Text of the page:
Hello there Baby Boomers! Greetings to you, Gen X! Thanks for stopping by.
Millennials? You might not be reading this.
It turns out that those under 30-35 are the least likely to start a company (and might be interested in these statistics on a business site about entrepreneurship), according to a new survey.
EY and EIG (through independent agencies) polled 1,200 people in the 18-35 age group to find out about how likely they would be to start a company or choose self employment. In a startling twist, only 22% of Millennials said it would be worthwhile to become an entrepreneur. By comparison, 44% said the best path to success is through working at one company, something that seems decidedly old-fashioned.
Another surprising fact is that, per the SBA, only 4% of Millennials are self-employed compared to Baby Boomers. EY says one quarter of the Millennials polled said that jumping from one job to another is better than starting a company.
One other finding in the study was that the cause for this reluctance to consider starting a company might be related to college debt. Two-thirds of Millennials have some long-term debt to pay off, which could be a student loan, a mortgage or a car loan. Another study by New York Fed found that, in the last ten years, there's been an 89% increase in the number of students who have took on student loans.
This data goes against what many have suspected about the younger generation--that they enjoy taking risks and live on the edge. Indeed, the study found that, of the Millennials surveyed, 71% said they believe taking risks is important to success, but they view entrepreneurship as too risky.
I've seen how the survey matches up with the Millennials I know, including those who are in college and those new to the workforce. There's a sense that working in a career right after college is better in the long run and provides more stability. It's possible that, only after you've worked a while and even been fired or downsized a few times that you start realizing how all career opportunities have inherent risk. In some ways, taking a corporate job is more risky than self-employment. At least being your own boss means you control your own destiny and can make your own decisions.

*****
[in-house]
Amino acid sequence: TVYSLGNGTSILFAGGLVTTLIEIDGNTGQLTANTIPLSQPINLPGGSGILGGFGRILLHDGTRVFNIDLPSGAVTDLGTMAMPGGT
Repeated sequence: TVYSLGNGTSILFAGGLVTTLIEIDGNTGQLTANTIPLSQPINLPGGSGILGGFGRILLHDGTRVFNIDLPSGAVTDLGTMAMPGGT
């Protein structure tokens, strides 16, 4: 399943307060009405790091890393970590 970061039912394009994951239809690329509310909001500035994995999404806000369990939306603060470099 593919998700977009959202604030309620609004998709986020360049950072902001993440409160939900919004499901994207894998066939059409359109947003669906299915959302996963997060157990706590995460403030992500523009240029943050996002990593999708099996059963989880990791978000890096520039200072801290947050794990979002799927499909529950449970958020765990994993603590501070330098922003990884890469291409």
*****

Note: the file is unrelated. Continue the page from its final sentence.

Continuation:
The other possibility is that Millennials don't know what they don't know yet. They've been told that a career at one company is the best route to success, mostly by guidance counselors, parents, and by the companies doing the hiring (which is a funny coincidence). The first "risk" you can take in any job is to start thinking differently about the job, the hours you work, and even where you do the job.
I'm curious what you think. Have you seen the same openness to risk in normal life but risk aversion when it comes to getting a job or starting a company? If y0ou're a Millennials, do you feel the survey data is not accurate and that your generation is willing to go the startup route? Post in comment or on my Twitter feed.